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Allegany Ballistics Laboratory

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Allegany Ballistics Laboratory Helps the Military

By ANDREA LANNOM ∙ alannom@statejournal.com

Employing more than 1,000 people on a 1,634-acre tract in Mineral County is Allegany Ballistics Laboratory, a center for research and testing for products that will help every branch of the military.  

According to the Naval Facilities Engineering Command, the Rocket Center site was constructed in 1942 and used by the U.S. Army as a loading plant for machine gun ammunition. 

The Navy took over the facility three years later and currently is using the facility for "research, development, production and testing of solid propellants and motors for ammunition, rockets and armaments," the site states. 

The site is divided into two plants — the first plant is owned by the Navy and leased to ATK Tactical Systems Company. The second plant is owned and operated by ATK. 

Also on the Rocket Center property is the Robert C. Byrd Institute, which provides access to "cutting edge technology and technical training to manufacturers across the region." 

So what kinds of products has Allegany Ballistics tested and developed? 

According to ATK's website, one of these products was the Oriole booster, described as a "next-generation sounding rocket for launching scientific and commercial payloads." 

This sounding rocket was tested at the facility in 2000. 

Another product that was developed at the facility was the Evolved Sea Sparrow Missile, which an ATK news release described as a "medium-range, high-speed, all-weather, all-aspect, semi-active guided missile used to intercept incoming missiles, attack aircraft and ships."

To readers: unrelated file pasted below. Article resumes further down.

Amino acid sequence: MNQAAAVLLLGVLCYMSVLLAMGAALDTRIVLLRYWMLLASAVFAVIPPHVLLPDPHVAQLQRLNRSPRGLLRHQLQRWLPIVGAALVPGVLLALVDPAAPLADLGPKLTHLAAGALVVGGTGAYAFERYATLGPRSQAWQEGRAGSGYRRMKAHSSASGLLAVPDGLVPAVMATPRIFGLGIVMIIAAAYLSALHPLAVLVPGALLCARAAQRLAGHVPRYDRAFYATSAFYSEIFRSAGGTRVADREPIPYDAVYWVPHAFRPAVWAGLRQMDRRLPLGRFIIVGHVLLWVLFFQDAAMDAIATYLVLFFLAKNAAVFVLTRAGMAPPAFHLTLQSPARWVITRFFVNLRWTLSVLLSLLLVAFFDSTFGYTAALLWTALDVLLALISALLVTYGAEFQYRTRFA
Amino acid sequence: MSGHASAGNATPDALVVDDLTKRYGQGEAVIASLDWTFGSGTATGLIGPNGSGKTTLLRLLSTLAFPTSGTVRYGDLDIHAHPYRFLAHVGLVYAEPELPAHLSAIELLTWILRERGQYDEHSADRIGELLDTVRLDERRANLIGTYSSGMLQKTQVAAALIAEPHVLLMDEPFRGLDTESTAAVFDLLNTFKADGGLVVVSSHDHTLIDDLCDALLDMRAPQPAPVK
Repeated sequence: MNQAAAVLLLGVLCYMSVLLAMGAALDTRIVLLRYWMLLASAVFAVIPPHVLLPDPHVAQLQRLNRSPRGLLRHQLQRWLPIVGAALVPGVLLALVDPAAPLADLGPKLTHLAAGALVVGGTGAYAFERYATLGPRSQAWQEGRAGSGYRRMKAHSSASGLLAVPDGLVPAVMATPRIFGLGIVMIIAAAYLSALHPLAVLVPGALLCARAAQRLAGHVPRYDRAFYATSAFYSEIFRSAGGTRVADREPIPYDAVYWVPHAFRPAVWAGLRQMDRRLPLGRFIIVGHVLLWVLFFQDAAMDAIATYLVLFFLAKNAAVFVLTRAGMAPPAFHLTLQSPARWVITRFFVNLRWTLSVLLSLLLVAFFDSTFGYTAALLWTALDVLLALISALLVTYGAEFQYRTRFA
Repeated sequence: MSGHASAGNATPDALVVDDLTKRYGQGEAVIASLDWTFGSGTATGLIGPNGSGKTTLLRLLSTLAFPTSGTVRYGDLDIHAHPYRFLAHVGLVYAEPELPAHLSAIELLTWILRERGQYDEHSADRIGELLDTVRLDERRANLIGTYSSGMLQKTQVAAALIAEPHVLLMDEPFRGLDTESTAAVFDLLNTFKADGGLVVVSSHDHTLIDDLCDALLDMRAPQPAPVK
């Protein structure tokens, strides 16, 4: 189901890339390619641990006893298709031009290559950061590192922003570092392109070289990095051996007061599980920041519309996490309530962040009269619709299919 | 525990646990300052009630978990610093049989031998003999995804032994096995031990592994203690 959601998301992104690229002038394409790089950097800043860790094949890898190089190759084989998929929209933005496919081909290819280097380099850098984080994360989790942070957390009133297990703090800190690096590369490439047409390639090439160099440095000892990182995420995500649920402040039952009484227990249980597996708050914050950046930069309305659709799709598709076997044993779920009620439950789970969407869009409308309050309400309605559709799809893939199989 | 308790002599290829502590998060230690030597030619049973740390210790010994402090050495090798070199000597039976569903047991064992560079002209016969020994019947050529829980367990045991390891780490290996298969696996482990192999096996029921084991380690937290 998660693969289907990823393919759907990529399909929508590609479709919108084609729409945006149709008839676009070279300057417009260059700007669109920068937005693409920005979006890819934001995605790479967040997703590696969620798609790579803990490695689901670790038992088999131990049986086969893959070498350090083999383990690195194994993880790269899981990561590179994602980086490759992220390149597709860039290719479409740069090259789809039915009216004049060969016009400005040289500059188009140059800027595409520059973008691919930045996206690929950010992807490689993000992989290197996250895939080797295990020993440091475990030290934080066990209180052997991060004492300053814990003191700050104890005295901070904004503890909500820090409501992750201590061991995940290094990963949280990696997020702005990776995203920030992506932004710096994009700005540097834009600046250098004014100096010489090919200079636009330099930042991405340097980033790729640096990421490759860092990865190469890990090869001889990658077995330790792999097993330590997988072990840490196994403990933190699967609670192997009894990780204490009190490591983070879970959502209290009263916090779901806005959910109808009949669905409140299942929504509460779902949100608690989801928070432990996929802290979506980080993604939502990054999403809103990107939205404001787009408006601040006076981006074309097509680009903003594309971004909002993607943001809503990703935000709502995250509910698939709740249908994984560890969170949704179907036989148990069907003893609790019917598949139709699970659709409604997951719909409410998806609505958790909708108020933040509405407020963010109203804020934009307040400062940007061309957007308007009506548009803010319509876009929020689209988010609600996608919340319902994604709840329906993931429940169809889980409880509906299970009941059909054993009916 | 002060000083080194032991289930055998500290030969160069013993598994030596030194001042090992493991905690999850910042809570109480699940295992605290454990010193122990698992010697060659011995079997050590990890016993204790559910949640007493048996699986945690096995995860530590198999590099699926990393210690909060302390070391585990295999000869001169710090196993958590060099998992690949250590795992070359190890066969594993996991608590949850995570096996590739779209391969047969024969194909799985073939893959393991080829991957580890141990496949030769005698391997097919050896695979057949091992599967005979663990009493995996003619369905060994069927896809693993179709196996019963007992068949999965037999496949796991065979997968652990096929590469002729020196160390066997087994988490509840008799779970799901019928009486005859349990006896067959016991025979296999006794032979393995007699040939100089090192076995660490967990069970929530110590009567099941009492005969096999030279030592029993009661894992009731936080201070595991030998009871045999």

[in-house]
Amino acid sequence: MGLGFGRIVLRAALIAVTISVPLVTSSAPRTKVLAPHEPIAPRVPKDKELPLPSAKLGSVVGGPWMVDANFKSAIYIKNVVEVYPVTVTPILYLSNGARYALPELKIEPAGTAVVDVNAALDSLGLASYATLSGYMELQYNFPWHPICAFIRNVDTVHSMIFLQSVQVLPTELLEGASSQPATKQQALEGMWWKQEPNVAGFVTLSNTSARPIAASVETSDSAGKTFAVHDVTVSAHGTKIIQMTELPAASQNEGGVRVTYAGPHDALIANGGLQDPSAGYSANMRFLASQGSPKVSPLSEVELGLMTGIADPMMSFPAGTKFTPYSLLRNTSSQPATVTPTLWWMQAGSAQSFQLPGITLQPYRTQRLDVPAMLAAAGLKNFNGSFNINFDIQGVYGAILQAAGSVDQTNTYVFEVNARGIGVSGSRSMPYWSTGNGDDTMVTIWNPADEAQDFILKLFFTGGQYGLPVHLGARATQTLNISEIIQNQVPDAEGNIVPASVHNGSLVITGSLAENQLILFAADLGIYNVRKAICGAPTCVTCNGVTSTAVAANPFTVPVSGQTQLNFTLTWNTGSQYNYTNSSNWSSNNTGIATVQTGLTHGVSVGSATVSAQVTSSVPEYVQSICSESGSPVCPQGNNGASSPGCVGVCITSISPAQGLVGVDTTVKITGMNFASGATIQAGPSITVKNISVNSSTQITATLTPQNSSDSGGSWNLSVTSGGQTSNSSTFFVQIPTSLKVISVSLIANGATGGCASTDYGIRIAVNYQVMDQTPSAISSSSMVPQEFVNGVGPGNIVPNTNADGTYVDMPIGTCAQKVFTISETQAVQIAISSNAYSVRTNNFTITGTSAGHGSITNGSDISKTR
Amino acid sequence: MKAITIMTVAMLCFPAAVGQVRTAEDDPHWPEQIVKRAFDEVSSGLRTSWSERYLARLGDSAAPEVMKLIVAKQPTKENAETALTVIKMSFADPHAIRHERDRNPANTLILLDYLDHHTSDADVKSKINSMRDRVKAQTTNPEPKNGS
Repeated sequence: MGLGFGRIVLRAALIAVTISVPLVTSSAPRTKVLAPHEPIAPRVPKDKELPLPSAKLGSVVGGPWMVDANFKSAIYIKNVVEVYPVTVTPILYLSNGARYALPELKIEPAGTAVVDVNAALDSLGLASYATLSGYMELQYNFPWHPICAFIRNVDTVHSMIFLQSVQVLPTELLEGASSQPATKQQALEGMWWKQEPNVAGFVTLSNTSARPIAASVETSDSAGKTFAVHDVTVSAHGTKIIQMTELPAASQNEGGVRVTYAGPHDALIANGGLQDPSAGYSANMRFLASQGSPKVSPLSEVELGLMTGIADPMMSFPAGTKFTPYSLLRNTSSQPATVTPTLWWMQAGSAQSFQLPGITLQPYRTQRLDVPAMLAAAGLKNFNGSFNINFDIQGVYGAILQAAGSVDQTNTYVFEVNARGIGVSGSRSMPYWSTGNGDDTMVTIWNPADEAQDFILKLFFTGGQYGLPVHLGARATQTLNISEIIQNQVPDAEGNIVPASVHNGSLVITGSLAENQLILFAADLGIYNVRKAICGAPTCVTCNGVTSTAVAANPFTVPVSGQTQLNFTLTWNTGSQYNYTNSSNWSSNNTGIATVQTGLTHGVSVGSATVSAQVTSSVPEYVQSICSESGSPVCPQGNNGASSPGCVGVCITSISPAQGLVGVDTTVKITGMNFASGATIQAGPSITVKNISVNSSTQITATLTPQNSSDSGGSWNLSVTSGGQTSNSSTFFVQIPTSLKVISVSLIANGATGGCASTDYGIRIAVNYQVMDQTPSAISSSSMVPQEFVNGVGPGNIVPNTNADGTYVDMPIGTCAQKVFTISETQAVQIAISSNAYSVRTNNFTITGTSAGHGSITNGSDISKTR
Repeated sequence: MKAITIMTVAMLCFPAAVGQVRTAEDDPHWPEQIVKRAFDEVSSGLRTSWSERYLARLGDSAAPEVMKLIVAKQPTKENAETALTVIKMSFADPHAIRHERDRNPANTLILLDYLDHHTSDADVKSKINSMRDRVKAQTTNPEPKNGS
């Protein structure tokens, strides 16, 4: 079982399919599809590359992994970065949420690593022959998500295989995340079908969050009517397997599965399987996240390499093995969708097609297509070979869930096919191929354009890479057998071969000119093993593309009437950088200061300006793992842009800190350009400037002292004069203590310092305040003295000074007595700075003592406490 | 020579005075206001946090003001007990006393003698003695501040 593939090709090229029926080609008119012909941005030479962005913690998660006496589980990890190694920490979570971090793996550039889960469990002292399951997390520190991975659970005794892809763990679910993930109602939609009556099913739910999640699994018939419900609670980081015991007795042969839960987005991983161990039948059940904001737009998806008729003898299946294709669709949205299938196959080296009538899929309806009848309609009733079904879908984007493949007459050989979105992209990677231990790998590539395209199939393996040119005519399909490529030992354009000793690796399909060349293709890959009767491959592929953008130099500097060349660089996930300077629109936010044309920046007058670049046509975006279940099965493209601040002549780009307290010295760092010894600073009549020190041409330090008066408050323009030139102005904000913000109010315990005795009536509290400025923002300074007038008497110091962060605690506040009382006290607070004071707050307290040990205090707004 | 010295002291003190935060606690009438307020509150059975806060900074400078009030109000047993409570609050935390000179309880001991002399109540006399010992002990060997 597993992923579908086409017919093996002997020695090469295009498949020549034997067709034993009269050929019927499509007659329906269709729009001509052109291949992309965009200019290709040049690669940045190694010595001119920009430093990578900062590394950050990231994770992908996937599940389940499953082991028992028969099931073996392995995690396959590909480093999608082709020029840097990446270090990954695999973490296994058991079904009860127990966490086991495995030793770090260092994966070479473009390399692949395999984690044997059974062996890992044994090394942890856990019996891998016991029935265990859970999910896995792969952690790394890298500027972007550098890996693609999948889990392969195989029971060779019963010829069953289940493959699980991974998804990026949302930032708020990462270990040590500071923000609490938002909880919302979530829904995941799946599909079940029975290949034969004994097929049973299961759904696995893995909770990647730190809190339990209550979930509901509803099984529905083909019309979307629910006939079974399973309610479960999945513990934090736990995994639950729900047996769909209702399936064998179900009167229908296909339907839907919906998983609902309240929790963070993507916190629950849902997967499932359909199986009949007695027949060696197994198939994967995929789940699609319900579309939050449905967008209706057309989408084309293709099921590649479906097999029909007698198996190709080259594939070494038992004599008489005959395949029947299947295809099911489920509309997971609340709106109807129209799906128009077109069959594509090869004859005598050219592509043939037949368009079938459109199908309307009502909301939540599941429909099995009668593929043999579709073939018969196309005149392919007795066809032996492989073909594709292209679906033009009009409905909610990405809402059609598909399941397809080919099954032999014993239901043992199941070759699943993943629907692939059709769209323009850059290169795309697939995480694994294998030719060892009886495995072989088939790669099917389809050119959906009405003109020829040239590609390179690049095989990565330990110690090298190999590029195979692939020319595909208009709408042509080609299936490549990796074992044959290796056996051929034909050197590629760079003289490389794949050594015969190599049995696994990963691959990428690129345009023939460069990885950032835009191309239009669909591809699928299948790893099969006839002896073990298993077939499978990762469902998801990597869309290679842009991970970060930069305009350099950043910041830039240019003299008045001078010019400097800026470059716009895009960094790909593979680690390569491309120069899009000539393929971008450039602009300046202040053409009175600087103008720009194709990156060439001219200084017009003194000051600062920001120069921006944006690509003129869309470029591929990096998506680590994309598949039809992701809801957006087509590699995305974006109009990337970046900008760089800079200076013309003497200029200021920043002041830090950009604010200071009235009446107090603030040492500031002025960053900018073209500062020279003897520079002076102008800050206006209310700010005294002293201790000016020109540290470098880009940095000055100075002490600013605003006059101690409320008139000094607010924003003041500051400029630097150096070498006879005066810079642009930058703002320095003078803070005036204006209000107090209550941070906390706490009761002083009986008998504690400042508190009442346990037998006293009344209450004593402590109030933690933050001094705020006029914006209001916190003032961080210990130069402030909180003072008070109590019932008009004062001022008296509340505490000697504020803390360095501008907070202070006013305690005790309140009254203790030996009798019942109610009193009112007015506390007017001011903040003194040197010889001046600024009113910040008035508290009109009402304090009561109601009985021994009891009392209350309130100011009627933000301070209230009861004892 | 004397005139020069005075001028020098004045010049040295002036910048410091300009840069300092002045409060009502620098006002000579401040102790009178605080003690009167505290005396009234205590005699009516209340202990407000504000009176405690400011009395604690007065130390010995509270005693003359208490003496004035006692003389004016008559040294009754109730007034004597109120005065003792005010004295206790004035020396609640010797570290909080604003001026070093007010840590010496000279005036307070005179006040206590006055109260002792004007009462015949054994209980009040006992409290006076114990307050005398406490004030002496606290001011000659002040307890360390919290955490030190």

This product was developed on the site in 1995, the news release states. 

"Tucked in the corner of Mineral County, ABL is arguably one of the most diverse manufacturing facilities supporting the U.S. Defense Industrial Base," said ATK vice president and site manager Pat Nolan. "The products produced support every branch of the military and include: rocket motors, warheads, fuzes, ammunition and complex composite structures for aircraft and weapons systems." 

In 2012, Gov. Earl Ray Tomblin and Maryland Gov. Martin O'Malley sent a letter to the Navy, asking it to stay in West Virginia. 

According to a previous news release from the governor's office, the Defense Authorization Act required the Navy to reduce space to its information technology center for the 2012 fiscal year. 

Tomblin and O'Malley said the facility shouldn't be closed because it would be a good consolidated center, the news release states. 

The letter stated the laboratory offers "a number of key attributes" such as its proximity to Washington D.C., the state's strong data skill set and the lack of natural and manmade disasters. 

"Over the last two decades, the federal government and the private sector have invested over $500 million on environmental and facilities restoration at ABL," O'Malley's and Tomblin's letter states. "In addition to its role in the National Security industrial base, the Navy also has made a significant investment in information technology assets at ABL that enable manufacturing and production operations as well as IT operations. These information technology assets provide a strategic and operational edge to the war fighter who today operates in a net-centric global environment."